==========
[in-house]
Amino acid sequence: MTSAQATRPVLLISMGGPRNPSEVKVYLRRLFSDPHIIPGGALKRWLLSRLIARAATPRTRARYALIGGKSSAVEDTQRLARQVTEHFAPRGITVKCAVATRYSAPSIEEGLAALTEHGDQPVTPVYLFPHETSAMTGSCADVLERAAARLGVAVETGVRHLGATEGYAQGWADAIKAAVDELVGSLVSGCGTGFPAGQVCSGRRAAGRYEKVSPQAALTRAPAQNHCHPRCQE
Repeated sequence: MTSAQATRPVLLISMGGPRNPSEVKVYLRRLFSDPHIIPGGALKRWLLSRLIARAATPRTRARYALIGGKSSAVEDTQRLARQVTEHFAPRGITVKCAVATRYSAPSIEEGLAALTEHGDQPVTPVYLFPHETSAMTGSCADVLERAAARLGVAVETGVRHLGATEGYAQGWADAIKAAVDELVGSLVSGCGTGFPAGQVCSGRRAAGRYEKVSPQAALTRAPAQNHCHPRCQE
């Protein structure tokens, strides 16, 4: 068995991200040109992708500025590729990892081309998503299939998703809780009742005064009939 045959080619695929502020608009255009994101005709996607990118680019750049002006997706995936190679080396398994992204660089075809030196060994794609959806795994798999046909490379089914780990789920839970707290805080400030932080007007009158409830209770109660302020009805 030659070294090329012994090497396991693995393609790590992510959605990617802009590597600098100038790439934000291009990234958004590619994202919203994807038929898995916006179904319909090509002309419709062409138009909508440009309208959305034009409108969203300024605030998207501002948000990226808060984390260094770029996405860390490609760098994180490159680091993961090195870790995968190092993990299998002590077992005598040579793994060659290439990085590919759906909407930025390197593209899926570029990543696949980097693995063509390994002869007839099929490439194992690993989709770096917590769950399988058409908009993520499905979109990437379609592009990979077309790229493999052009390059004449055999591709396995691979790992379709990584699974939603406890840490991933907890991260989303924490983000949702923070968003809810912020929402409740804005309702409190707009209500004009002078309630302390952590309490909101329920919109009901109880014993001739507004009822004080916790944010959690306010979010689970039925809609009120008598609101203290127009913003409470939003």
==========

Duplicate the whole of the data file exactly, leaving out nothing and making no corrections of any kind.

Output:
[in-house]
Amino acid sequence: MTSAQATRPVLLISMGGPRNPSEVKVYLRRLFSDPHIIPGGALKRWLLSRLIARAATPRTRARYALIGGKSSAVEDTQRLARQVTEHFAPRGITVKCAVATRYSAPSIEEGLAALTEHGDQPVTPVYLFPHETSAMTGSCADVLERAAARLGVAVETGVRHLGATEGYAQGWADAIKAAVDELVGSLVSGCGTGFPAGQVCSGRRAAGRYEKVSPQAALTRAPAQNHCHPRCQE
Repeated sequence: MTSAQATRPVLLISMGGPRNPSEVKVYLRRLFSDPHIIPGGALKRWLLSRLIARAATPRTRARYALIGGKSSAVEDTQRLARQVTEHFAPRGITVKCAVATRYSAPSIEEGLAALTEHGDQPVTPVYLFPHETSAMTGSCADVLERAAARLGVAVETGVRHLGATEGYAQGWADAIKAAVDELVGSLVSGCGTGFPAGQVCSGRRAAGRYEKVSPQAALTRAPAQNHCHPRCQE
């Protein structure tokens, strides 16, 4: 068995991200040109992708500025590729990892081309998503299939998703809780009742005064009939 045959080619695929502020608009255009994101005709996607990118680019750049002006997706995936190679080396398994992204660089075809030196060994794609959806795994798999046909490379089914780990789920839970707290805080400030932080007007009158409830209770109660302020009805 030659070294090329012994090497396991693995393609790590992510959605990617802009590597600098100038790439934000291009990234958004590619994202919203994807038929898995916006179904319909090509002309419709062409138009909508440009309208959305034009409108969203300024605030998207501002948000990226808060984390260094770029996405860390490609760098994180490159680091993961090195870790995968190092993990299998002590077992005598040579793994060659290439990085590919759906909407930025390197593209899926570029990543696949980097693995063509390994002869007839099929490439194992690993989709770096917590769950399988058409908009993520499905979109990437379609592009990979077309790229493999052009390059004449055999591709396995691979790992379709990584699974939603406890840490991933907890991260989303924490983000949702923070968003809810912020929402409740804005309702409190707009209500004009002078309630302390952590309490909101329920919109009901109880014993001739507004009822004080916790944010959690306010979010689970039925809609009120008598609101203290127009913003409470939003």